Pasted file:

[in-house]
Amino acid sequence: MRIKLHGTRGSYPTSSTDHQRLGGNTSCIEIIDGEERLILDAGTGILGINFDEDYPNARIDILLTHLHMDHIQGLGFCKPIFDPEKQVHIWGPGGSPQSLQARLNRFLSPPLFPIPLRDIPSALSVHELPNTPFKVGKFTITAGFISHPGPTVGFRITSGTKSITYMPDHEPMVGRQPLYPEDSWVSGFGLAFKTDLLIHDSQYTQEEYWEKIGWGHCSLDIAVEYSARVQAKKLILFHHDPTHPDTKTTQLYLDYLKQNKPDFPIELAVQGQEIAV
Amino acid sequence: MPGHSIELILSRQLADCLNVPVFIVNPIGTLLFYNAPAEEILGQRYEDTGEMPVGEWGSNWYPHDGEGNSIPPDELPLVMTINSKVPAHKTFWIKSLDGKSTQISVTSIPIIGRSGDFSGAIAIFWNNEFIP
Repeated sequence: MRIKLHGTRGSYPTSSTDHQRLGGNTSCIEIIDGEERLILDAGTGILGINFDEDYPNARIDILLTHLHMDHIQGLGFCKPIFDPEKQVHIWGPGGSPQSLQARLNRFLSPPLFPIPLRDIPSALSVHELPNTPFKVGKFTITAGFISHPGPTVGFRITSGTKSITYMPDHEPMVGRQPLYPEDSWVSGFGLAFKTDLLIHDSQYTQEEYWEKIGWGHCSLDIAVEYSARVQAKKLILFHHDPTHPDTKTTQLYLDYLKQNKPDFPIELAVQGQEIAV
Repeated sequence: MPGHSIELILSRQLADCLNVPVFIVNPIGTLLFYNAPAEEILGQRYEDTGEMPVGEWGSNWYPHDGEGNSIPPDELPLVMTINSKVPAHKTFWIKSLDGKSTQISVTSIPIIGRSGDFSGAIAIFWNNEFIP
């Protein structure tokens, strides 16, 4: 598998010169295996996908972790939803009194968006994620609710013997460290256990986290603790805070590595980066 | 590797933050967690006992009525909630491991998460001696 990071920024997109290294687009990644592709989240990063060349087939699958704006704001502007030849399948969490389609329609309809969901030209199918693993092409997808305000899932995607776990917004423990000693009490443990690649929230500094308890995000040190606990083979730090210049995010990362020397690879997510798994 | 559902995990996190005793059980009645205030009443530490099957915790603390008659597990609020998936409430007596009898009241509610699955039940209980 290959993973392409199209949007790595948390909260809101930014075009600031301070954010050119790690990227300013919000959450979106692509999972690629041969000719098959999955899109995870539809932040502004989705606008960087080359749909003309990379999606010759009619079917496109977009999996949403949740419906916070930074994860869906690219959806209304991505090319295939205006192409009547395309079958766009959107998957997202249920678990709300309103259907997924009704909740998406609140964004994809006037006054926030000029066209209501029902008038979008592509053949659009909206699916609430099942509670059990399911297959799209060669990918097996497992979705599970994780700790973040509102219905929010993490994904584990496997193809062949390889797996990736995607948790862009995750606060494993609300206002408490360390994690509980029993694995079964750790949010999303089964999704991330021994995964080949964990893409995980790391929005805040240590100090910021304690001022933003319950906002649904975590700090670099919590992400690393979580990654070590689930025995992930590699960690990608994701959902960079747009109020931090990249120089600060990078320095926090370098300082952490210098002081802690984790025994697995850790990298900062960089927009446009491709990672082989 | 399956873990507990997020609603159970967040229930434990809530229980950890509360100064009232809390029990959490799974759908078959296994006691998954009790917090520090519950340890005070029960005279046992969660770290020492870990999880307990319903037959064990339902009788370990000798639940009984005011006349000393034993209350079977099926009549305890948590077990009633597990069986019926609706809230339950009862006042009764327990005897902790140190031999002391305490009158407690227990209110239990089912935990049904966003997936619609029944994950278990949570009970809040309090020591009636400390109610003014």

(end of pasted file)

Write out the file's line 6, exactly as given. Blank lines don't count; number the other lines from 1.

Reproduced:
């Protein structure tokens, strides 16, 4: 598998010169295996996908972790939803009194968006994620609710013997460290256990986290603790805070590595980066 | 590797933050967690006992009525909630491991998460001696 990071920024997109290294687009990644592709989240990063060349087939699958704006704001502007030849399948969490389609329609309809969901030209199918693993092409997808305000899932995607776990917004423990000693009490443990690649929230500094308890995000040190606990083979730090210049995010990362020397690879997510798994 | 559902995990996190005793059980009645205030009443530490099957915790603390008659597990609020998936409430007596009898009241509610699955039940209980 290959993973392409199209949007790595948390909260809101930014075009600031301070954010050119790690990227300013919000959450979106692509999972690629041969000719098959999955899109995870539809932040502004989705606008960087080359749909003309990379999606010759009619079917496109977009999996949403949740419906916070930074994860869906690219959806209304991505090319295939205006192409009547395309079958766009959107998957997202249920678990709300309103259907997924009704909740998406609140964004994809006037006054926030000029066209209501029902008038979008592509053949659009909206699916609430099942509670059990399911297959799209060669990918097996497992979705599970994780700790973040509102219905929010993490994904584990496997193809062949390889797996990736995607948790862009995750606060494993609300206002408490360390994690509980029993694995079964750790949010999303089964999704991330021994995964080949964990893409995980790391929005805040240590100090910021304690001022933003319950906002649904975590700090670099919590992400690393979580990654070590689930025995992930590699960690990608994701959902960079747009109020931090990249120089600060990078320095926090370098300082952490210098002081802690984790025994697995850790990298900062960089927009446009491709990672082989 | 399956873990507990997020609603159970967040229930434990809530229980950890509360100064009232809390029990959490799974759908078959296994006691998954009790917090520090519950340890005070029960005279046992969660770290020492870990999880307990319903037959064990339902009788370990000798639940009984005011006349000393034993209350079977099926009549305890948590077990009633597990069986019926609706809230339950009862006042009764327990005897902790140190031999002391305490009158407690227990209110239990089912935990049904966003997936619609029944994950278990949570009970809040309090020591009636400390109610003014």